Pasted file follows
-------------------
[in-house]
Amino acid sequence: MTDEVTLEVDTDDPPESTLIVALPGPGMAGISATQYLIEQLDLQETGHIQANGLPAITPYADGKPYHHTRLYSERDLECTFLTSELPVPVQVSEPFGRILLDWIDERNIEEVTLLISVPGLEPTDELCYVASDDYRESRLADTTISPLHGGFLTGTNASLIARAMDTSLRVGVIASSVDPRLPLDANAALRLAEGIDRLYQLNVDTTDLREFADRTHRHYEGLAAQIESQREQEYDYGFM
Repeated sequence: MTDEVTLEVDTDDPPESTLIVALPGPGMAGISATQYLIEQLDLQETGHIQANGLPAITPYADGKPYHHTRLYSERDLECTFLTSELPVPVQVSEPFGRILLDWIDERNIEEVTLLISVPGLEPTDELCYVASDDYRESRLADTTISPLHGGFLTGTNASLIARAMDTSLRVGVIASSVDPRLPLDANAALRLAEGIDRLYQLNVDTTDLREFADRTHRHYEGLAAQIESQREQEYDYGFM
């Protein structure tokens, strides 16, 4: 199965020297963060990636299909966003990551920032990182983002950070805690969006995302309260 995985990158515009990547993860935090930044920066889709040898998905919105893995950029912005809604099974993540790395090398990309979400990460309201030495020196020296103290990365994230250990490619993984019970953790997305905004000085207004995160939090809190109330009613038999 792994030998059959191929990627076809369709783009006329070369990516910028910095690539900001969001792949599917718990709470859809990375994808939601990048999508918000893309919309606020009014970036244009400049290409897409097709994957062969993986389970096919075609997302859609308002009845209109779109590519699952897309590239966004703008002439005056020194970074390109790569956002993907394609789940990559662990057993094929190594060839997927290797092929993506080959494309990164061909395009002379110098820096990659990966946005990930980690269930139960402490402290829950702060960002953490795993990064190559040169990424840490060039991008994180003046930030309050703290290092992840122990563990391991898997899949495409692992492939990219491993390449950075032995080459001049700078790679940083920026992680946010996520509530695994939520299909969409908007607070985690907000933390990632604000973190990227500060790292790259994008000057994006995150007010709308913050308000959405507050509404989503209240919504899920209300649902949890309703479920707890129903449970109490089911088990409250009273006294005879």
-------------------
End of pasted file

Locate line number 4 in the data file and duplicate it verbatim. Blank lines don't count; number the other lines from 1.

């Protein structure tokens, strides 16, 4: 199965020297963060990636299909966003990551920032990182983002950070805690969006995302309260 995985990158515009990547993860935090930044920066889709040898998905919105893995950029912005809604099974993540790395090398990309979400990460309201030495020196020296103290990365994230250990490619993984019970953790997305905004000085207004995160939090809190109330009613038999 792994030998059959191929990627076809369709783009006329070369990516910028910095690539900001969001792949599917718990709470859809990375994808939601990048999508918000893309919309606020009014970036244009400049290409897409097709994957062969993986389970096919075609997302859609308002009845209109779109590519699952897309590239966004703008002439005056020194970074390109790569956002993907394609789940990559662990057993094929190594060839997927290797092929993506080959494309990164061909395009002379110098820096990659990966946005990930980690269930139960402490402290829950702060960002953490795993990064190559040169990424840490060039991008994180003046930030309050703290290092992840122990563990391991898997899949495409692992492939990219491993390449950075032995080459001049700078790679940083920026992680946010996520509530695994939520299909969409908007607070985690907000933390990632604000973190990227500060790292790259994008000057994006995150007010709308913050308000959405507050509404989503209240919504899920209300649902949890309703479920707890129903449970109490089911088990409250009273006294005879």